A brief recap on the film, 5 friends head up to a cabin in the woods to remove temptations from one who is a recovering drug addict. Unfortunately, a cult has left a book containing instructions (and warnings!) how to unleash and kill a demon. As per demonic horror films, someone accidentally unleashes the said demon and dooms them all. Mia, the recovering drug addict, is the first to fall prey to the demon. Ironically, she is the only survivor from the trip.
I’ll be honest, I have watched the film prior to the class and I’ve never seen the original film. I will say that on its own, Evil Dead is a pretty solid film. Evil dead is one of my favorite movies in class. It is the classic horror film – that is to say, there is a villain who preys on the protagonists in the film and one by one they fall prey to its attacks. Ironically enough, it is one of those films that fall into horror film trope traps, but you still can’t help but cringe whenever something bad happens to the characters. For example, when Eric finds the book first and ignores all the warnings not to open the book and completely ignores the fact the original owner went to lengths in order to wipe out words from the book, as a member of the audience you just know that he has doomed his party. Demonic possession films always have an especially creepy, horrific effect to me.
To begin with, usually the male characters in a horror film are hard to identify with. There are two male characters in the film, Eric and David. I think David is someone the audience could connect to because he is characterized as any normal human being; he made mistakes and he tries to make up for them. David is the classic male lead – strong and capable. Unfortunately he is killed off before the final battle. On the other hand, I think it would be harder to sympathize with the character of Eric, because despite numerous warnings he is the one who unleashes the demon. Because of the lack of strong, ‘masculine’ characters at the final battle it is up to the final girl to ‘woman up’ and defeat the demon.
There were 3 female characters in the film: Olivia, Natalie, and Mia. Olivia has a more dominating personality out of the three and it is evident most especially when she insists that they stay in the cabin rather than going to a hospital. On the other hand, Natalie appears to be quite shy, however, because of the fact that she is David’s girlfriend this gives her more agency to her sexuality. It appears as if she is more feminine and in control of her femininity. On the other hand, despite being the weakest, Mia ends up being the last survivor in the film. Mia, is what Clover calls the ‘Final Girl’. The final girl is the ‘masculine female’. From the beginning of the film we could see that Mia was physically the weakest out of all the characters because of withdrawal symptoms. Clover also, states that male characters have the ‘active cinematic gaze’. The demon has a ‘male’ character in the beginning because he is afforded ‘active cinematic gaze’ as in the forest when the demon ‘rapes’ Mia. We see it through the demon’s gaze. At this point, she appears weak in the sense that she has no control with even her sexuality. In the end of the film the gaze shifts from the demon to Mia. At this point, the audience is more likely to identify with Mia because of the fact that she is an underdog and because we can see the film through her eyes. Because of this ‘active cinematic gaze’, Mia is afforded a more mascular characteristic. As such she sheds of her ‘weak’ feminine persona, comes back from dead, ends up ripping her hand off, and kills the demon with a chainsaw. The Final girl is ‘masculine’ or strong in a sense that she actively looks for the demon, she looks at the demon in the eye and fights the demon. She doesn’t need a man to save her. She can save herself.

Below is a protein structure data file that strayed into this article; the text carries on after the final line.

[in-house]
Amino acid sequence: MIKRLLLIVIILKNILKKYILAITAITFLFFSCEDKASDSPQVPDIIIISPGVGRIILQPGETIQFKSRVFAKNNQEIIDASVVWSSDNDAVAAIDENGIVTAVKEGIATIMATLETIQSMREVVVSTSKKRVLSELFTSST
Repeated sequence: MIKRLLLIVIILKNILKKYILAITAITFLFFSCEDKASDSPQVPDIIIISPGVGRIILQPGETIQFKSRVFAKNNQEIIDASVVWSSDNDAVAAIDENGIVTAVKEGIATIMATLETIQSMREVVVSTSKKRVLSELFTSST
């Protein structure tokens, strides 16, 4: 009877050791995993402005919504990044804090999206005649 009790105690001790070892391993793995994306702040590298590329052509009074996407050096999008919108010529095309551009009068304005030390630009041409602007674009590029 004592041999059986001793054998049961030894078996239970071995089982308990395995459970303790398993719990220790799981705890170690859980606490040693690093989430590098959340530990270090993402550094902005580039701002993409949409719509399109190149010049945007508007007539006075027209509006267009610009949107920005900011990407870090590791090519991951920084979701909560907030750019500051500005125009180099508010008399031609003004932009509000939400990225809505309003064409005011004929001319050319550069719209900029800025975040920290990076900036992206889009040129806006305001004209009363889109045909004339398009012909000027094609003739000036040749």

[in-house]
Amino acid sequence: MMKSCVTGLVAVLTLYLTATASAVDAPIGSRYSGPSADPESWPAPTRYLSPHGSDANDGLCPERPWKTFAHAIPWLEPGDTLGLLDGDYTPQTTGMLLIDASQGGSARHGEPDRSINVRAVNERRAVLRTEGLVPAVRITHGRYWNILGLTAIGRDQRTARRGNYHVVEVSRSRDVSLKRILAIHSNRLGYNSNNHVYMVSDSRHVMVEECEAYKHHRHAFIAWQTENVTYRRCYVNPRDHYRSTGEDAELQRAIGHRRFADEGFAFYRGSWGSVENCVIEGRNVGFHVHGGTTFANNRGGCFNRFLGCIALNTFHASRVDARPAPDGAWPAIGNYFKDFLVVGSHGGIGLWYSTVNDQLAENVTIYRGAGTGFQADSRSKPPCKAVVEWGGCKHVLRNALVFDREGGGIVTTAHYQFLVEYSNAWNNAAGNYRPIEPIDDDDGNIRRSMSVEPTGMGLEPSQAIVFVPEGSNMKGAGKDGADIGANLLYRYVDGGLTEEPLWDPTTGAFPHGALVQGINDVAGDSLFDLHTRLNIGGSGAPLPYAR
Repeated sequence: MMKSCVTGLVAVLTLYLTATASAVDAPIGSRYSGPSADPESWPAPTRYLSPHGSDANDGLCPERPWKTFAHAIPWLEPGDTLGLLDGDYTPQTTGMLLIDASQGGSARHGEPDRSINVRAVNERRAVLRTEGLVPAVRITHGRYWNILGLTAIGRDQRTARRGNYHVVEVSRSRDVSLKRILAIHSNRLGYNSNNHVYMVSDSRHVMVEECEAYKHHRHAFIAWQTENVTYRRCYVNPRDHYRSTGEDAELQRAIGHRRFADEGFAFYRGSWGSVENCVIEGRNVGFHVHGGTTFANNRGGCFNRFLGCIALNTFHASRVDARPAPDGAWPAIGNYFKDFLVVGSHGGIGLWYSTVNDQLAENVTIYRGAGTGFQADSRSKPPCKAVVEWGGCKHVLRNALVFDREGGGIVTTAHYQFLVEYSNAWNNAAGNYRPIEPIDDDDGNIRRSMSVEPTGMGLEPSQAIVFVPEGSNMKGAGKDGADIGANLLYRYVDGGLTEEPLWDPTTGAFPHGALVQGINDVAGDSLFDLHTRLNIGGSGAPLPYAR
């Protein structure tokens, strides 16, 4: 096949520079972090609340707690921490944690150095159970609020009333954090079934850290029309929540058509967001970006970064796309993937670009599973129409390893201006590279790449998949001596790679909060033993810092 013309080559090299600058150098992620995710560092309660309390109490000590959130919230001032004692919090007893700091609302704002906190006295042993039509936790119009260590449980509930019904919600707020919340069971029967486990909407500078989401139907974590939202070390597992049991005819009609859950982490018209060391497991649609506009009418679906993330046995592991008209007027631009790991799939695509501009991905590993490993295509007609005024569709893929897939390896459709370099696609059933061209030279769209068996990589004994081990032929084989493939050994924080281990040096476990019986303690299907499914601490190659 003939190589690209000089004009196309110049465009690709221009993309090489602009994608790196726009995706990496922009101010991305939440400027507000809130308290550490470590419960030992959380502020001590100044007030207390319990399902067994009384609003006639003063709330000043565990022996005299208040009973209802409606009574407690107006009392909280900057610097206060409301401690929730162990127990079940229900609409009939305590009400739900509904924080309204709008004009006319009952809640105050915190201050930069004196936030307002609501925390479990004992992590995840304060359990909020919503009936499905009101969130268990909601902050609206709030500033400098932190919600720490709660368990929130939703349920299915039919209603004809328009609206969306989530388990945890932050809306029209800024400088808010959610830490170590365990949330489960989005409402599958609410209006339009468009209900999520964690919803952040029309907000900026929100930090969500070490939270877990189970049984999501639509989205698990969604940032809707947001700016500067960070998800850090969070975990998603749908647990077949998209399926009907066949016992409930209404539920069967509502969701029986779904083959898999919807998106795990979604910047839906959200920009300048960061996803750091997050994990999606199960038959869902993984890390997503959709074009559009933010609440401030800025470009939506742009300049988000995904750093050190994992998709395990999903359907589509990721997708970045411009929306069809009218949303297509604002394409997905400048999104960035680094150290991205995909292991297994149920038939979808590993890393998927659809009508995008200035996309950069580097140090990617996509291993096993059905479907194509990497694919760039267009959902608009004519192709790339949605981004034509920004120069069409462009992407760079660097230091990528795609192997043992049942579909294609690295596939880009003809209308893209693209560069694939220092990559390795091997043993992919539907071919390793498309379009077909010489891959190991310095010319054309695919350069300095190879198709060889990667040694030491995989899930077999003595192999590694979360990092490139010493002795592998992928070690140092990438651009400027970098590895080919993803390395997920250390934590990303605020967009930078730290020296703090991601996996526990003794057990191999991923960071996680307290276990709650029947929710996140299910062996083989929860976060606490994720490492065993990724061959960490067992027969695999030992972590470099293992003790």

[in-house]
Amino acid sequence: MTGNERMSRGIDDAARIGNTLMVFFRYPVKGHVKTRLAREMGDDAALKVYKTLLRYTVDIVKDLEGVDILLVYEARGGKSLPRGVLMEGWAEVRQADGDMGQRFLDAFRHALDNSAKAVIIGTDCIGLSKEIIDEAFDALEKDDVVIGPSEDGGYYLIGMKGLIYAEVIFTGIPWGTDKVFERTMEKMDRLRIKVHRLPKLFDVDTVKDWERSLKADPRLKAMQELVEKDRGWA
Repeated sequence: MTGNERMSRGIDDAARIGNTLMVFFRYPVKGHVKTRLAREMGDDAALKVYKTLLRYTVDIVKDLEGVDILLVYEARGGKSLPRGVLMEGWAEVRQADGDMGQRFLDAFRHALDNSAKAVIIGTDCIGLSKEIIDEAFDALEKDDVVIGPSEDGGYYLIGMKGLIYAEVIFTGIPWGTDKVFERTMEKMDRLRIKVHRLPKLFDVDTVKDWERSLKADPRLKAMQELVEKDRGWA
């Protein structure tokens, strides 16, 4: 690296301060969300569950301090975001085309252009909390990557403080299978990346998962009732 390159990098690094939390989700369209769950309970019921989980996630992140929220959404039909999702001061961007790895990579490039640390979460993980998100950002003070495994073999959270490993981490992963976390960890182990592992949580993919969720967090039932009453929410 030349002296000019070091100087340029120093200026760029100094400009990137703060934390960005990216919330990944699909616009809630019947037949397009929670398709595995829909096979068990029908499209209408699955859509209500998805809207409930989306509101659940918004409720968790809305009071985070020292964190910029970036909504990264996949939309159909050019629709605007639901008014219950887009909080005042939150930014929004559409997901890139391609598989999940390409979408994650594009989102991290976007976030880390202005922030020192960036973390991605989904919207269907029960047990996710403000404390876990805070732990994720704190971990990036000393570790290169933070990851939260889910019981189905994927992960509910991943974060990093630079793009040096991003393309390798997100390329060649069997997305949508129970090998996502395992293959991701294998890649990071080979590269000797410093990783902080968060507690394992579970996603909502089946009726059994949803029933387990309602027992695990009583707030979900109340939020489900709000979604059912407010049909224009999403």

I think it is easier to sympathize with the final girl than men in horror films. The final girl begins as the weak character and does a total one-eighty, she gets stronger and beats the antagonist. It is easy to cheer on the underdog. On the other hand, if a strong character ends up as the last survivor fighting the demon it would be much harder to feel afraid for the character.
Carol J. Clover, “Her Body, Himself: Gender in the Slasher Film.” Horror, The Film Reader (Routledge, 2002).